Just acquired my GREAT GRAND FATHERS S&W MOD 10-6 38 CTG.
HE USED IT WHEN HE WAS A POLICE OFFICER, THE SERIAL # IS 3D14XX
WONDERING HOW OLD IT IS OR HOW I CAN FIND OUT ANY INFO ON THE GUN,ITS BLUE,4IN BARREL. THANK YOU! HAPPY NEW YEAR
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January 1, 2013, 02:21 AM
SCSW. Lists 3d prefix late 1978 to early 1978. Your model 10 was a very popular police issue sidearm. I carried one and loved it. It will safely handle standard 158 grain .38 special and +P rounds. Given good care it will last for generations.
Scott Campbell Sent from my iPhone using Tapatalk
January 1, 2013, 02:22 AM
1978 to 1979
Scott Campbell Sent from my iPhone using Tapatalk
January 1, 2013, 02:30 AM
You have a S&W M10 chambered in .38 Special
The dash 6 M10 started production in 1962. The D in the serial number started in 1967. In 1968 they deleted the Diamond grips. The last M10-6 revolvers were produced in 1976 and in 1977 the M10-7 stated production.
Are you sure that serial number is written correctly? Might it be D314xx instead? That would put the revolver at 1968. Does is have a Diamond right where the grip screw goes into the grips?
Welcome to the forum...
January 1, 2013, 11:57 AM
If you want more detailed information, and are willing to pay a $50 research fee, Smith & Wesson will go back and find the shipping record for your revolver. See below:
Information concerning historical letters of authentication from Smith & Wesson’s historian, Roy G. Jinks can be obtained from the link listed below.
In exchange for a $50.00 research fee (make any check out to Smith & Wesson, not Mr. Jinks) he will search through the company’s original records until he finds your particular revolver. He will then send you an official letter which usually includes:
A short history of the revolver model’s background.
What the barrel length, caliber/cartridge, finish and stocks were, as well as the exact date it was shipped from the factory – and to what distributor, dealer or individual – as whatever the case may be.
Thank you for getting back to me so soon
The number on the Butt is 3D14XX square in shape Diamond Grips. The 3 is b4 the D
I am confused about the age of the gun bcuz my Great Grandfather died in 1961 so if the D started in 1967 that would mean that this might not b the gun he used when he was a police officer in the 1940's or 50s.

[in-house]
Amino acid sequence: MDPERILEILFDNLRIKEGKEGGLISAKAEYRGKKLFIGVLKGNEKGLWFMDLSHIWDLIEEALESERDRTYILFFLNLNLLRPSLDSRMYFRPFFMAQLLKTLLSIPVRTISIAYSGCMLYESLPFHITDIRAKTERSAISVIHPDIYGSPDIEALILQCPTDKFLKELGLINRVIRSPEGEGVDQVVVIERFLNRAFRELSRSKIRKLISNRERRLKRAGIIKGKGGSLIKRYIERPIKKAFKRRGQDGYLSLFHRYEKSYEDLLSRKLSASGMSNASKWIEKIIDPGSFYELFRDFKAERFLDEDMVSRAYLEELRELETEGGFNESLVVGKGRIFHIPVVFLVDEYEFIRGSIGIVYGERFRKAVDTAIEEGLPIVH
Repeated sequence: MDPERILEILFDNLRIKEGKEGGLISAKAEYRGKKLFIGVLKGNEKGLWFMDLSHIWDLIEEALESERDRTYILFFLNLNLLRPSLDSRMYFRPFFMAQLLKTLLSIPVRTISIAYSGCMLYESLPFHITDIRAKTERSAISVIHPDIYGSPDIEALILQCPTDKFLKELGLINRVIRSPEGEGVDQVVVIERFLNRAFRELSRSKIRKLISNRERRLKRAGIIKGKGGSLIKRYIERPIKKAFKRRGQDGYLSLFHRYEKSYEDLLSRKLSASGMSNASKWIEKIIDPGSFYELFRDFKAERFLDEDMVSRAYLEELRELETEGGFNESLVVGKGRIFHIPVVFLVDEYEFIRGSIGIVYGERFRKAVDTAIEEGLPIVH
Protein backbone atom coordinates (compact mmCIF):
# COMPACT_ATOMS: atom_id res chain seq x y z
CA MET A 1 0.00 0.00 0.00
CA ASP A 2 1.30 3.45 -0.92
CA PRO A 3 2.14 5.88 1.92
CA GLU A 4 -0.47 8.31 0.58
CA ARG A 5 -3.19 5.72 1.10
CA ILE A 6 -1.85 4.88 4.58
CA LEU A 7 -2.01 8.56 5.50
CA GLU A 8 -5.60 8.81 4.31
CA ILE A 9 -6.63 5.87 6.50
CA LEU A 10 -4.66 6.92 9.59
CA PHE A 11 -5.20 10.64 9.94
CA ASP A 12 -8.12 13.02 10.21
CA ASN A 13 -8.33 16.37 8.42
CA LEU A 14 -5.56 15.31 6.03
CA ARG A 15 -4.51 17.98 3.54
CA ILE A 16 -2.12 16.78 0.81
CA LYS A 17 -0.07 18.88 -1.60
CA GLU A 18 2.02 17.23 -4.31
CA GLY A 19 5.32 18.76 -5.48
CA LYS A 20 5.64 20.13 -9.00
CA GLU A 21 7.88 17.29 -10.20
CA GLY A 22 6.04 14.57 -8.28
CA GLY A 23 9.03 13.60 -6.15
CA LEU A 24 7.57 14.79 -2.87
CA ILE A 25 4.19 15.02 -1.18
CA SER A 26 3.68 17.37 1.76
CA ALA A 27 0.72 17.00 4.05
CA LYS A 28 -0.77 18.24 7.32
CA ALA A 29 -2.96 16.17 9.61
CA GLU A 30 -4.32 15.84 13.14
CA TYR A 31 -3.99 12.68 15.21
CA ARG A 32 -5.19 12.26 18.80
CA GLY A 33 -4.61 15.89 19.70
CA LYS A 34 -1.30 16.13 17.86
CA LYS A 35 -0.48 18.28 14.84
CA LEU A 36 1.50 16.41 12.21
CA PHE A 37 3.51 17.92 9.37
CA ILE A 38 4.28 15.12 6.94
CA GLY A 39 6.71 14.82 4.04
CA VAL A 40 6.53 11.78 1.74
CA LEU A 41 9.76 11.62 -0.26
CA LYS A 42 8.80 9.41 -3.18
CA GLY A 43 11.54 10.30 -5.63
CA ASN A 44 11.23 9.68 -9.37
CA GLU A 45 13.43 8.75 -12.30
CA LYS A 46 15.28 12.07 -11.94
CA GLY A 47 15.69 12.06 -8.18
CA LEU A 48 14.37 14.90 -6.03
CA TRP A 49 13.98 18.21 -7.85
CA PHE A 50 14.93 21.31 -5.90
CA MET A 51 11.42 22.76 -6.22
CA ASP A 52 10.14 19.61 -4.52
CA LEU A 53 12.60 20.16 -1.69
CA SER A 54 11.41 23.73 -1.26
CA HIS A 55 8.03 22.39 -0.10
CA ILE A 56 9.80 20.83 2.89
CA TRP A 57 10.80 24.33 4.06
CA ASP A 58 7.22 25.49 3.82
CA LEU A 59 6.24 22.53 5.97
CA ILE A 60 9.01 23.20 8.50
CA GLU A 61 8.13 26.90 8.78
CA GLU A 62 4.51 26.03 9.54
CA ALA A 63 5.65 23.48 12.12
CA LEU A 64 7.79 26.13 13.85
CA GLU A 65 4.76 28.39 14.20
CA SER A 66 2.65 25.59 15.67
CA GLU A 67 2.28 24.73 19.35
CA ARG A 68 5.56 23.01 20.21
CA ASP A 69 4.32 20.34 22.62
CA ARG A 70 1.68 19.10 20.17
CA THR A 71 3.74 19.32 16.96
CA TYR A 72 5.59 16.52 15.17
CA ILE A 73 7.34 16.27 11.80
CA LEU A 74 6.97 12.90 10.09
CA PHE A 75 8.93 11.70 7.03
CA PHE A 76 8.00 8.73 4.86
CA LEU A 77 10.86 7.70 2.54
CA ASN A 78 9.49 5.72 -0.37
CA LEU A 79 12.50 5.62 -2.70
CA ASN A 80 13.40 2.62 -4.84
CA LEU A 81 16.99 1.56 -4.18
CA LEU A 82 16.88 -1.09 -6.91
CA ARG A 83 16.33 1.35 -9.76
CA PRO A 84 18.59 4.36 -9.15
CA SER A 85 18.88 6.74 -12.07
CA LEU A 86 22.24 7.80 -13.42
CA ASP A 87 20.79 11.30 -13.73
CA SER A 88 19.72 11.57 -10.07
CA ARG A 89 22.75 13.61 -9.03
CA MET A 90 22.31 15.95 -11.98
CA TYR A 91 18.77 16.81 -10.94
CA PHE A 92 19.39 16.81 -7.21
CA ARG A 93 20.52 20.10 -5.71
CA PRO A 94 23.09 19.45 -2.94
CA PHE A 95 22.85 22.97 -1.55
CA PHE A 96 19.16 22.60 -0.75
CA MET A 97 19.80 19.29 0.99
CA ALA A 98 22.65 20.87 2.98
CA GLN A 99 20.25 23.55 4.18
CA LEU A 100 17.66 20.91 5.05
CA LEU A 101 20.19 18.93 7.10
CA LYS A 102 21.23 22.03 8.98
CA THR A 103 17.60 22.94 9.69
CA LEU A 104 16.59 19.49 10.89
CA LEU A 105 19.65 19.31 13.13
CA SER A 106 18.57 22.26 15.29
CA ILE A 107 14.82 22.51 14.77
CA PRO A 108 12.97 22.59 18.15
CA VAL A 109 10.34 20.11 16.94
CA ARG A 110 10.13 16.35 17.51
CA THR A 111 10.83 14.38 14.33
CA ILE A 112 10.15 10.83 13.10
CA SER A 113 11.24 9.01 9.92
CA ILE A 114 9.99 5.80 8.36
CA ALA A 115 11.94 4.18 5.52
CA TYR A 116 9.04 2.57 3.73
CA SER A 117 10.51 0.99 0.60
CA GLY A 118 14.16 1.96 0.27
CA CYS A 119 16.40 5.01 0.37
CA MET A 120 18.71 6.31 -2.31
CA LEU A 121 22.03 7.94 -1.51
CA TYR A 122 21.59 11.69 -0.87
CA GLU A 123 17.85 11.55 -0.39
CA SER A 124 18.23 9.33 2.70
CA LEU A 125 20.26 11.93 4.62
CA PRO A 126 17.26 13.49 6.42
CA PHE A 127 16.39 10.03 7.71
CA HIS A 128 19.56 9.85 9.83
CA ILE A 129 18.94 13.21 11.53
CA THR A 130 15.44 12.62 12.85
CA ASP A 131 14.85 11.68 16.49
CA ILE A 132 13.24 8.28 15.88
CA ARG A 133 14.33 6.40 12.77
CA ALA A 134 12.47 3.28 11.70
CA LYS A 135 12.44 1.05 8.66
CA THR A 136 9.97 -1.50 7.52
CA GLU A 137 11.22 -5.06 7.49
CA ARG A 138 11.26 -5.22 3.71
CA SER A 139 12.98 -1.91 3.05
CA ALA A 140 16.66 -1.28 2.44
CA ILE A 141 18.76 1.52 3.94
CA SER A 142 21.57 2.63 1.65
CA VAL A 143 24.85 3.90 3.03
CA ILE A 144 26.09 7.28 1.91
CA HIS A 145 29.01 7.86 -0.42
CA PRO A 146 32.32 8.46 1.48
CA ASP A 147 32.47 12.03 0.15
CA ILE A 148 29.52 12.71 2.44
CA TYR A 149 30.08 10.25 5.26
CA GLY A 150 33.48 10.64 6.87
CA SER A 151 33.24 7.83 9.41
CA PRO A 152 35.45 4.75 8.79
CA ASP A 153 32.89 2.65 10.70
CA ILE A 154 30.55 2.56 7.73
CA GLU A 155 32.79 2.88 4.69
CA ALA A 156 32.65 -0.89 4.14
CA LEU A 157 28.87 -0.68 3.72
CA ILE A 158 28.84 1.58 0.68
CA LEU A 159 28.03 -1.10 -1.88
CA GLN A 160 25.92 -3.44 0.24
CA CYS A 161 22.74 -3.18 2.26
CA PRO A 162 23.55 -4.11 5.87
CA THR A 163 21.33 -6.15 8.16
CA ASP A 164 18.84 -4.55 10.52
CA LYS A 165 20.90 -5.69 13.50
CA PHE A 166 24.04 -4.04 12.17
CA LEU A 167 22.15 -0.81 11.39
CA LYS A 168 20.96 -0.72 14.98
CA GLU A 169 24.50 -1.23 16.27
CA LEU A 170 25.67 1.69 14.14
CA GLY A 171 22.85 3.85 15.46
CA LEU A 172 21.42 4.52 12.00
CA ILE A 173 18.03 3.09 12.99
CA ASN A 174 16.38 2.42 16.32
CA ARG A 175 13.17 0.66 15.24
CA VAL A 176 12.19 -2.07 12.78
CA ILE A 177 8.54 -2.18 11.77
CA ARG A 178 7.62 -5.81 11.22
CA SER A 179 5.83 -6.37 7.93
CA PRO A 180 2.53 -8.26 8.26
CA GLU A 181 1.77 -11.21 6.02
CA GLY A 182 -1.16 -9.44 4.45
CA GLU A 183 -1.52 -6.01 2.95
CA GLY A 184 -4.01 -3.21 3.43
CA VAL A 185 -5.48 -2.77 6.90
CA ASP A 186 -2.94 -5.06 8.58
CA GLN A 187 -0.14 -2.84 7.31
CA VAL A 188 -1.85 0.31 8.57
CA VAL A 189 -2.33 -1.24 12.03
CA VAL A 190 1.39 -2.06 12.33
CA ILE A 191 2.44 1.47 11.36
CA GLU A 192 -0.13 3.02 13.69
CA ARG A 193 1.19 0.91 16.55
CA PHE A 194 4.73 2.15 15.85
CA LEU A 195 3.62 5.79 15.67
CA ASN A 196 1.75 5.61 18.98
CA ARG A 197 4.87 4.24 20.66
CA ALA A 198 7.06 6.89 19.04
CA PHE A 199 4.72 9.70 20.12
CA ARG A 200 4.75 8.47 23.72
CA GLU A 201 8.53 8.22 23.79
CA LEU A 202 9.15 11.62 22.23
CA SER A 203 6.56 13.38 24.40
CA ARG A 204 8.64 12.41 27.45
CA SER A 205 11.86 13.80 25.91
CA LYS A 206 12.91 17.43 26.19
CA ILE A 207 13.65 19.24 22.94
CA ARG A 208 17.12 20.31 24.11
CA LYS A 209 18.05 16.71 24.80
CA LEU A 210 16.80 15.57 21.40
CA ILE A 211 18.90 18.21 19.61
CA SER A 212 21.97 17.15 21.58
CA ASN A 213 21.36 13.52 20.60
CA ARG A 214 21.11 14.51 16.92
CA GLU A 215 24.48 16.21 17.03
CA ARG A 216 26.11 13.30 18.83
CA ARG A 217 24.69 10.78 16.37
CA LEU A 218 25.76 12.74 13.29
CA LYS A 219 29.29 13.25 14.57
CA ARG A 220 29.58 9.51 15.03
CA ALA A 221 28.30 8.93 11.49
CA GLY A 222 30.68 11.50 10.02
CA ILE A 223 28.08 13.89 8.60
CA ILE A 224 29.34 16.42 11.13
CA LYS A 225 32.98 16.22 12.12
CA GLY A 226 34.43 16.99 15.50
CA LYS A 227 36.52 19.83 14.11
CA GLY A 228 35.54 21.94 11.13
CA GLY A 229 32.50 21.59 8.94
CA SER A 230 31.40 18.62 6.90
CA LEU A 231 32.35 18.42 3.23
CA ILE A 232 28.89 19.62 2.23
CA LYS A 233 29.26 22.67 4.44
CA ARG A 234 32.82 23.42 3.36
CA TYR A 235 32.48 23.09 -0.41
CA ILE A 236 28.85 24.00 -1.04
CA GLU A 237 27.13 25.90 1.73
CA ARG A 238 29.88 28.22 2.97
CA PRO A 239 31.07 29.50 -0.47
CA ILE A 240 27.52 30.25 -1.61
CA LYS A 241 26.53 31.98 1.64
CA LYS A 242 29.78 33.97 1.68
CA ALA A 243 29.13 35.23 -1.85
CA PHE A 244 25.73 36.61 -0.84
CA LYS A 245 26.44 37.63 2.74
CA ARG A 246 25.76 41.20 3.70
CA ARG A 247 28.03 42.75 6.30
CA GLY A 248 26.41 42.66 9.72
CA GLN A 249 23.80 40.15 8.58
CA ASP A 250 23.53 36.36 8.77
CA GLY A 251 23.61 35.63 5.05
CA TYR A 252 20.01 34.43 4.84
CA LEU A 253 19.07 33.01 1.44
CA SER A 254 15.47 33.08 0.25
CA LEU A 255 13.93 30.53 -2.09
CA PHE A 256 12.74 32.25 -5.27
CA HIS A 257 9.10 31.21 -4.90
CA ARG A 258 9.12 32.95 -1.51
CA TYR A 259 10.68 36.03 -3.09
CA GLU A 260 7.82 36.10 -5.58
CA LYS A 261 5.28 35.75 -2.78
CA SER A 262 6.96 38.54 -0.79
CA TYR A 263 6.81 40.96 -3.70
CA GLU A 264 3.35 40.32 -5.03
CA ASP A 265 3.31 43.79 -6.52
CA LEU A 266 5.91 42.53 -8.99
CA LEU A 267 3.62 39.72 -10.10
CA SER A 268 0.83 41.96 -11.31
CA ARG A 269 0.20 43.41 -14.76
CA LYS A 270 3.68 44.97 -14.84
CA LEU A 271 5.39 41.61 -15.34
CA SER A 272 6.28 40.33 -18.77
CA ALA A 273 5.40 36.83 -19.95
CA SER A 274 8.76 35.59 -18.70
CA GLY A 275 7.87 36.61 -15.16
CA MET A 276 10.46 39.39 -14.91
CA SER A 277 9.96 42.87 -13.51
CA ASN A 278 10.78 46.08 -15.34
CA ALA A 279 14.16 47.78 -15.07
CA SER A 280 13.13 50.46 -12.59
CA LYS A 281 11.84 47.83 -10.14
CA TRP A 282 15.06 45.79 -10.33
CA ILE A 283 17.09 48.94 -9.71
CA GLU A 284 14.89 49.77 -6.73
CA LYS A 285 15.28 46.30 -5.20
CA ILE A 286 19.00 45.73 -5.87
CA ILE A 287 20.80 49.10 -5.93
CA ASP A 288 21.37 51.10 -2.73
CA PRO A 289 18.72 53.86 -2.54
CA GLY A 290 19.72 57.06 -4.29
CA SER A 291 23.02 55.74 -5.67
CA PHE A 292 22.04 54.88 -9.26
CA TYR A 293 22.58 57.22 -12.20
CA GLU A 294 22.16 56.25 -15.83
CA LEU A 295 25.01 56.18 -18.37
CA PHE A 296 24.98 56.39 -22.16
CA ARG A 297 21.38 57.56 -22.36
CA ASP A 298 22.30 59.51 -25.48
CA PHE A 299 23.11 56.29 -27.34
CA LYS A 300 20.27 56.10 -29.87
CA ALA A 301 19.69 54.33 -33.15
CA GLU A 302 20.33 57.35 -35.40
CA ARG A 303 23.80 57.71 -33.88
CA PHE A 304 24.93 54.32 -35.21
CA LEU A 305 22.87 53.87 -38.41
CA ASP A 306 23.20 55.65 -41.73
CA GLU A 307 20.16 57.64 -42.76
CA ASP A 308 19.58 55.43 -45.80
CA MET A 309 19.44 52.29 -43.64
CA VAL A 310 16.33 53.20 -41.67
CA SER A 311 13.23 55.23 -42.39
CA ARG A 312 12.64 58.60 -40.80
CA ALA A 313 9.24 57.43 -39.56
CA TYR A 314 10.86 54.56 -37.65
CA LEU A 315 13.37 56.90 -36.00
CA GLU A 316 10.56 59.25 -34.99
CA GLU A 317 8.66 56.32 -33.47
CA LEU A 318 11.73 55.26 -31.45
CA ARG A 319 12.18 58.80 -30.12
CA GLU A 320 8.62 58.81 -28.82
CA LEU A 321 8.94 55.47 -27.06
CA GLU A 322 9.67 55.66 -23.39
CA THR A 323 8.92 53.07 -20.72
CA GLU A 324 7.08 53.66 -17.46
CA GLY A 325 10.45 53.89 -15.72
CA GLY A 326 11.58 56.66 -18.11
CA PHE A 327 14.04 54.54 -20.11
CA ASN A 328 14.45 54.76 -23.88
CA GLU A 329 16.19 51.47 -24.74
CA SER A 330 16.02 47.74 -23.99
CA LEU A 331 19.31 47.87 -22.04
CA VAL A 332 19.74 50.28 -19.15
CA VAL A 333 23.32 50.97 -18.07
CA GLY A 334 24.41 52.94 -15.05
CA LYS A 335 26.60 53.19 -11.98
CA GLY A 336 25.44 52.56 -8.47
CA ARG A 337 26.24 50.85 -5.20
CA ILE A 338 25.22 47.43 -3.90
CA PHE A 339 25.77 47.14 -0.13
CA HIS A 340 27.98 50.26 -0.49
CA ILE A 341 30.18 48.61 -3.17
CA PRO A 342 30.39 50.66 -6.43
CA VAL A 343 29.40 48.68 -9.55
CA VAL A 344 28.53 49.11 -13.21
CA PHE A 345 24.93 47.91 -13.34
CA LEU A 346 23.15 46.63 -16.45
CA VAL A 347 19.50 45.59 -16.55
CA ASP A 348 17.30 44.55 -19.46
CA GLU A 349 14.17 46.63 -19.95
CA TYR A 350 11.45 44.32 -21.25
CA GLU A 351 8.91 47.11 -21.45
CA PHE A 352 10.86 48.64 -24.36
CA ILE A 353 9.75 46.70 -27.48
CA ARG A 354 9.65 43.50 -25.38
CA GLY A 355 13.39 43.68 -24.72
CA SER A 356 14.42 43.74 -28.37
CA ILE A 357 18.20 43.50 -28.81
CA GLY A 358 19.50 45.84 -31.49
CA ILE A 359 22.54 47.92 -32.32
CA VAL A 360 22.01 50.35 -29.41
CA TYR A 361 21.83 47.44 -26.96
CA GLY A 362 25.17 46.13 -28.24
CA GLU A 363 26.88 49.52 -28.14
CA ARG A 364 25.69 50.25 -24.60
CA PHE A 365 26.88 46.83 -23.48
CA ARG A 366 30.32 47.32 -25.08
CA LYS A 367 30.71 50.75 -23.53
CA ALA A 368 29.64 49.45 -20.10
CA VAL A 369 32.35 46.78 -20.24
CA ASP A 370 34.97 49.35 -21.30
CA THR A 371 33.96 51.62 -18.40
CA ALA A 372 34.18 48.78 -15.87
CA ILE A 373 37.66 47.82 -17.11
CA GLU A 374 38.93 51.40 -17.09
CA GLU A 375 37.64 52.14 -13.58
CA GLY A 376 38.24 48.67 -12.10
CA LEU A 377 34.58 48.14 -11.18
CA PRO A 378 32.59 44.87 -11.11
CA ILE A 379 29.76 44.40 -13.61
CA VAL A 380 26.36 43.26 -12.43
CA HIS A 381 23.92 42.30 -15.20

January 1, 2013, 05:23 PM
The D-prefix serial number series started in 1968.
The 3D series started in 1978 or 1979.
Following World War Two Smith & Wesson used the following letter prefixes starting in 1945:
Notice that none of these letters was preceeded by a number.
Prior to 1957 Smith & Wesson did not mark revolvers with a model number, but during that year they assigned model numbers, and in your case I would expect your revolver would be a Model 10 - if made during or after 1957.
Open the cylinder and look at the frame under the barrel it may have a number (that is of no consequence here) and "MOD 10" or "MOD 10 - (and an additional single number). If so, post what it is.
January 1, 2013, 05:34 PM
It has a 10-6
at the bridge of the cyl it has the numbers 25732 with a larger B10 runing into the numbers like first came the 25732 then they stamped over it with B10 that is larger
January 1, 2013, 05:55 PM
It is diamond pattern in the grip
number on butt is 3D140XX
January 1, 2013, 06:04 PM
You're doing good... :)
The second number (-6 in this case) represents a modification made to the basic model 10. I find that the modification consisted of eliminating a screw in what is called the "heavy barrel" version. The change was made in or around 1962, which was carried forward to this day. In 1962 serial numbers were in the "C-prefix" series, but the change remained through all future prefixes. If your grandfather passed away in 1961 I have to presume that he didn't carry this particular revolver as a police officer. However someone else in the family, or associated in some way with your family, might have. It was during the 1960's through 1990's an exceptionally popular sidearm both within and outside the law enforcement community.
January 1, 2013, 09:27 PM
I am starting to think there was some foul play going on as my Great grandfathers gun was stolen in late 1990"s from my grandmothers home, At this time it was reported stolen one week later recovered by the police.(the thief admitted to stealing the gun from my grandmothers home. Someone could have replaced the original gun(my Grandfathers) with this one. I dont think that my grandmother would have been that savy This was the only gun my grandmother ever had, she was not a pistol packin Granny, she just had it around as a memento. That is a bummer , i really like the gun and will get a lot of enjoyment out of it. Thank you for all your help! HAPPY NEW yEAR!
January 1, 2013, 10:48 PM
A switch is possible, because there were lots of this kind of revolver around any police stations at the time. But enjoy the one you have. In any context it's a fine handgun, and I'm fairly sure it isn't much different then the one your Great Grand Dad had.
January 2, 2013, 01:00 PM
I agree, a switch is more than possible. I was trying to figure out how to reconcile the fact the serial numbers you gave us didn't coincide with the time line. That's why I asked you if the D was before the 3 above.
I have a gun that's like what your Grandfather probably used, it's a S&W M&P which is what the Model 10 was named before there was a Model 10. (1957 like said above)
Here is what your Grandfather's revolver probably looked like: